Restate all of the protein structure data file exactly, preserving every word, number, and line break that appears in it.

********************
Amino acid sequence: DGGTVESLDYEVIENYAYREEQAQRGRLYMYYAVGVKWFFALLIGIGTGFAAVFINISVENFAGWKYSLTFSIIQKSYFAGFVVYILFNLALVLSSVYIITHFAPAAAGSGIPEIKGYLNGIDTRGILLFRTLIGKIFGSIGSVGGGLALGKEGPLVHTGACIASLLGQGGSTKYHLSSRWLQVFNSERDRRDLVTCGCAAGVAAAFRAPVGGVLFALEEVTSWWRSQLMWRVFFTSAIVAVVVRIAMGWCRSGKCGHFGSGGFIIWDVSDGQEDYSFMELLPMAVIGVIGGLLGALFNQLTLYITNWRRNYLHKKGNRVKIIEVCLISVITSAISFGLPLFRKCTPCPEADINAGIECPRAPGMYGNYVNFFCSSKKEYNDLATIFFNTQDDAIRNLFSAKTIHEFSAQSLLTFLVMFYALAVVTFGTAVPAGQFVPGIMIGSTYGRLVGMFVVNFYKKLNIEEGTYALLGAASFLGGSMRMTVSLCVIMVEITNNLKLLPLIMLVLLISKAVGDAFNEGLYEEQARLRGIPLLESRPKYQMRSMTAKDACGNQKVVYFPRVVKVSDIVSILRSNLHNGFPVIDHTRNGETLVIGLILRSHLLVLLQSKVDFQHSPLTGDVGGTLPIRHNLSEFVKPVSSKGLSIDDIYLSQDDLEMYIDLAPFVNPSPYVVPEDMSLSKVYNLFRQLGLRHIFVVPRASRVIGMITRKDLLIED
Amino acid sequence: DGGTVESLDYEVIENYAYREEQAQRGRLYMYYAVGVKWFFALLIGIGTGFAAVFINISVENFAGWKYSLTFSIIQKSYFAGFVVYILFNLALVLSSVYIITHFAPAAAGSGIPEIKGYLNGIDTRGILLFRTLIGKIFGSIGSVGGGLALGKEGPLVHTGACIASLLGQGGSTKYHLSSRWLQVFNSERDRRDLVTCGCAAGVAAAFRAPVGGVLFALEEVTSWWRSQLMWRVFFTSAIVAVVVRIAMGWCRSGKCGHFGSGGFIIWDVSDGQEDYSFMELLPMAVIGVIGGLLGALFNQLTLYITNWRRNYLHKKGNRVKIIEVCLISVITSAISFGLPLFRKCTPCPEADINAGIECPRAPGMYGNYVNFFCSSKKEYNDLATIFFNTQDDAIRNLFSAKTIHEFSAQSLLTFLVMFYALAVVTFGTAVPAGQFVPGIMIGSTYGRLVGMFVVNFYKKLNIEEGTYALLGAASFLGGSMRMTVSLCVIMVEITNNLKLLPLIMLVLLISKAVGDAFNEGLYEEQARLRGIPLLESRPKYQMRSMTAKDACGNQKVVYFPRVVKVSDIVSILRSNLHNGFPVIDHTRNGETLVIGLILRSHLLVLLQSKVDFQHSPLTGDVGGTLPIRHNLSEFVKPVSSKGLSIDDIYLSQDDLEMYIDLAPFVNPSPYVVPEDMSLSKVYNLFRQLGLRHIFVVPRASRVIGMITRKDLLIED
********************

Amino acid sequence: DGGTVESLDYEVIENYAYREEQAQRGRLYMYYAVGVKWFFALLIGIGTGFAAVFINISVENFAGWKYSLTFSIIQKSYFAGFVVYILFNLALVLSSVYIITHFAPAAAGSGIPEIKGYLNGIDTRGILLFRTLIGKIFGSIGSVGGGLALGKEGPLVHTGACIASLLGQGGSTKYHLSSRWLQVFNSERDRRDLVTCGCAAGVAAAFRAPVGGVLFALEEVTSWWRSQLMWRVFFTSAIVAVVVRIAMGWCRSGKCGHFGSGGFIIWDVSDGQEDYSFMELLPMAVIGVIGGLLGALFNQLTLYITNWRRNYLHKKGNRVKIIEVCLISVITSAISFGLPLFRKCTPCPEADINAGIECPRAPGMYGNYVNFFCSSKKEYNDLATIFFNTQDDAIRNLFSAKTIHEFSAQSLLTFLVMFYALAVVTFGTAVPAGQFVPGIMIGSTYGRLVGMFVVNFYKKLNIEEGTYALLGAASFLGGSMRMTVSLCVIMVEITNNLKLLPLIMLVLLISKAVGDAFNEGLYEEQARLRGIPLLESRPKYQMRSMTAKDACGNQKVVYFPRVVKVSDIVSILRSNLHNGFPVIDHTRNGETLVIGLILRSHLLVLLQSKVDFQHSPLTGDVGGTLPIRHNLSEFVKPVSSKGLSIDDIYLSQDDLEMYIDLAPFVNPSPYVVPEDMSLSKVYNLFRQLGLRHIFVVPRASRVIGMITRKDLLIED
Amino acid sequence: DGGTVESLDYEVIENYAYREEQAQRGRLYMYYAVGVKWFFALLIGIGTGFAAVFINISVENFAGWKYSLTFSIIQKSYFAGFVVYILFNLALVLSSVYIITHFAPAAAGSGIPEIKGYLNGIDTRGILLFRTLIGKIFGSIGSVGGGLALGKEGPLVHTGACIASLLGQGGSTKYHLSSRWLQVFNSERDRRDLVTCGCAAGVAAAFRAPVGGVLFALEEVTSWWRSQLMWRVFFTSAIVAVVVRIAMGWCRSGKCGHFGSGGFIIWDVSDGQEDYSFMELLPMAVIGVIGGLLGALFNQLTLYITNWRRNYLHKKGNRVKIIEVCLISVITSAISFGLPLFRKCTPCPEADINAGIECPRAPGMYGNYVNFFCSSKKEYNDLATIFFNTQDDAIRNLFSAKTIHEFSAQSLLTFLVMFYALAVVTFGTAVPAGQFVPGIMIGSTYGRLVGMFVVNFYKKLNIEEGTYALLGAASFLGGSMRMTVSLCVIMVEITNNLKLLPLIMLVLLISKAVGDAFNEGLYEEQARLRGIPLLESRPKYQMRSMTAKDACGNQKVVYFPRVVKVSDIVSILRSNLHNGFPVIDHTRNGETLVIGLILRSHLLVLLQSKVDFQHSPLTGDVGGTLPIRHNLSEFVKPVSSKGLSIDDIYLSQDDLEMYIDLAPFVNPSPYVVPEDMSLSKVYNLFRQLGLRHIFVVPRASRVIGMITRKDLLIED